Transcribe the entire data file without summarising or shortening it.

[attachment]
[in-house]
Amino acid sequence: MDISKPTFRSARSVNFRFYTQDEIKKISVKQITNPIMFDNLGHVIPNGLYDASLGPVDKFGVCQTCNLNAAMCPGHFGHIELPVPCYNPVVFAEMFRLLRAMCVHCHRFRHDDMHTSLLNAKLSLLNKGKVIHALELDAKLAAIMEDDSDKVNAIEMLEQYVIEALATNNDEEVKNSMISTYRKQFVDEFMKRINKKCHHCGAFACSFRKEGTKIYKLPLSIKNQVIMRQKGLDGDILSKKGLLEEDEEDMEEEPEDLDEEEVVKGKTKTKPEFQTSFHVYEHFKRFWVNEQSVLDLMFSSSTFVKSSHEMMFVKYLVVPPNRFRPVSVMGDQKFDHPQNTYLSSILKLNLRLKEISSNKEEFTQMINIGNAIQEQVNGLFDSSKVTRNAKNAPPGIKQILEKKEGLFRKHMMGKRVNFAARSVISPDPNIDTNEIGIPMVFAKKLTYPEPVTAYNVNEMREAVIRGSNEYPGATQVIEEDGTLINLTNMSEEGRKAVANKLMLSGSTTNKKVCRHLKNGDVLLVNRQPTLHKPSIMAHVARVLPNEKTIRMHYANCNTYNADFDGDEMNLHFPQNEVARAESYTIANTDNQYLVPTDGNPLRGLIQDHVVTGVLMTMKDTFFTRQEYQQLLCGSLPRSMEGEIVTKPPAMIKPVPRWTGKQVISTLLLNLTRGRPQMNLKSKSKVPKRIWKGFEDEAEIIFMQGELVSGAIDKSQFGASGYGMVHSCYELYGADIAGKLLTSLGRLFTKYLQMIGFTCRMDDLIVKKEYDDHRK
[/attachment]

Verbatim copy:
[in-house]
Amino acid sequence: MDISKPTFRSARSVNFRFYTQDEIKKISVKQITNPIMFDNLGHVIPNGLYDASLGPVDKFGVCQTCNLNAAMCPGHFGHIELPVPCYNPVVFAEMFRLLRAMCVHCHRFRHDDMHTSLLNAKLSLLNKGKVIHALELDAKLAAIMEDDSDKVNAIEMLEQYVIEALATNNDEEVKNSMISTYRKQFVDEFMKRINKKCHHCGAFACSFRKEGTKIYKLPLSIKNQVIMRQKGLDGDILSKKGLLEEDEEDMEEEPEDLDEEEVVKGKTKTKPEFQTSFHVYEHFKRFWVNEQSVLDLMFSSSTFVKSSHEMMFVKYLVVPPNRFRPVSVMGDQKFDHPQNTYLSSILKLNLRLKEISSNKEEFTQMINIGNAIQEQVNGLFDSSKVTRNAKNAPPGIKQILEKKEGLFRKHMMGKRVNFAARSVISPDPNIDTNEIGIPMVFAKKLTYPEPVTAYNVNEMREAVIRGSNEYPGATQVIEEDGTLINLTNMSEEGRKAVANKLMLSGSTTNKKVCRHLKNGDVLLVNRQPTLHKPSIMAHVARVLPNEKTIRMHYANCNTYNADFDGDEMNLHFPQNEVARAESYTIANTDNQYLVPTDGNPLRGLIQDHVVTGVLMTMKDTFFTRQEYQQLLCGSLPRSMEGEIVTKPPAMIKPVPRWTGKQVISTLLLNLTRGRPQMNLKSKSKVPKRIWKGFEDEAEIIFMQGELVSGAIDKSQFGASGYGMVHSCYELYGADIAGKLLTSLGRLFTKYLQMIGFTCRMDDLIVKKEYDDHRK